Ismail’s family lives high above the city, on a hill, near a swanky country club. They are not rich – far from it – but neither are they slum dwellers. His daughter and niece run out to greet us. The power is off that night and there is very little light. But even in the dark, we can tell he dotes on them. They cling on to him, their eyes shining.
Inside, he introduces us to his wife and sisters. They giggle. He makes his daughter spell out her name to us. T-A-S-P-I-Y-A. She is six years old. He is so proud of her. His wife insists we return for lunch the following day.
But the mood is markedly different when we visit again. Ismail’s brother-in-law unleashes a bitter rant almost as soon as we enter the door. He can hardly contain himself. Why is Ismail back? The family borrowed more than 200,000 takas (nearly S$5,000) so Ismail could pay an agent to find him a job in Singapore. They recently sold their land to pay the interest, but loansharks still want their pound of flesh. What can they do now? While he was gone, they could say he would eventually return with lots of money. Now, he’s back with barely enough to cover half the loan. They’ve run out of excuses. Why is he back?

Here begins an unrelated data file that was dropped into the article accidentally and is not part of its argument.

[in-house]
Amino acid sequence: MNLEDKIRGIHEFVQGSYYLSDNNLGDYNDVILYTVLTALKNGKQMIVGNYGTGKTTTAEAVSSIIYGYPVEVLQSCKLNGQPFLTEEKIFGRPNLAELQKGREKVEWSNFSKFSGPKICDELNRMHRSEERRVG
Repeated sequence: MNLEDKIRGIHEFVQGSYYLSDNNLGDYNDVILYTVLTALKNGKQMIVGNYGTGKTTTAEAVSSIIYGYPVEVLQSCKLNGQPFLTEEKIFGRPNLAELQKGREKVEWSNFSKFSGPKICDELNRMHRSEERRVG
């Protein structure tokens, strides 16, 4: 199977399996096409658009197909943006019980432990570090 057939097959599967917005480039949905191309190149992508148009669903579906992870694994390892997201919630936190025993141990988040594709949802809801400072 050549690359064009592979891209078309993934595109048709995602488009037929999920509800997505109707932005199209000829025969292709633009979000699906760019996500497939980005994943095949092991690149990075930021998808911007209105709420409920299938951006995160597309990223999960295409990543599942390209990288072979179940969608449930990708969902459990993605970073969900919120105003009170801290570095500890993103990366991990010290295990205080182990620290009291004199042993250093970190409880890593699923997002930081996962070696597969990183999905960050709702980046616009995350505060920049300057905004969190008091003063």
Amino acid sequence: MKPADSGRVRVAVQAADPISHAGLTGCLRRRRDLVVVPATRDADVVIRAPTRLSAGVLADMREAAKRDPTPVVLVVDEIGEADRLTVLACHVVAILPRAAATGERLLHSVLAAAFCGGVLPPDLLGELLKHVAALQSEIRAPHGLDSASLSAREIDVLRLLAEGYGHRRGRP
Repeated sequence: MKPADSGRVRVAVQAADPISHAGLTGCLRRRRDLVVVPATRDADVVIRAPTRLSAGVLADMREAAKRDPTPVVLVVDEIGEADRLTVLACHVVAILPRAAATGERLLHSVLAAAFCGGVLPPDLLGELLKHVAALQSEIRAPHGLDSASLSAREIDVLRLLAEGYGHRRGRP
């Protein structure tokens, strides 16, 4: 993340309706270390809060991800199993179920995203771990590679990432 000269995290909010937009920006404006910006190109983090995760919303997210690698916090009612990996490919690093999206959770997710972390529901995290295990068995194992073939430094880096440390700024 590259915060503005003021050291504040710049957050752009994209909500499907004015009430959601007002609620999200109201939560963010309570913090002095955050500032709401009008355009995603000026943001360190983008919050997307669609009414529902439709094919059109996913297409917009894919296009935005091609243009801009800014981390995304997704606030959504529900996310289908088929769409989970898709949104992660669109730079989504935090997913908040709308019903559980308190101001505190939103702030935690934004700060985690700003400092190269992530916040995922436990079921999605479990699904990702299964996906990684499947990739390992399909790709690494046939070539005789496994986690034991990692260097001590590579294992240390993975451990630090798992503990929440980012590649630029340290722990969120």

Ismail’s wife is in tears. She wants to know how they’re going to survive. There is the rent to pay and Taspiya needs another school uniform. She’s not had a new dress in nearly two years. Why is he back? He looks down. He has no answers.
“It’s not your fault, Ismail,” we yelp. “Tell them it’s not his fault,” we urge our Bangladeshi translator. He attempts to explain, but really, what is the point?
This family, these people thought they were doing the right thing – pooling together their money to send the best person they knew, to a job in a faraway place so they could all have better lives. He was their one big hope. He would come back and make their sacrifice all worthwhile. But he’s back now, broken, bitter, sad.
It makes no difference to them. Doesn’t change a thing. He’s back. What now?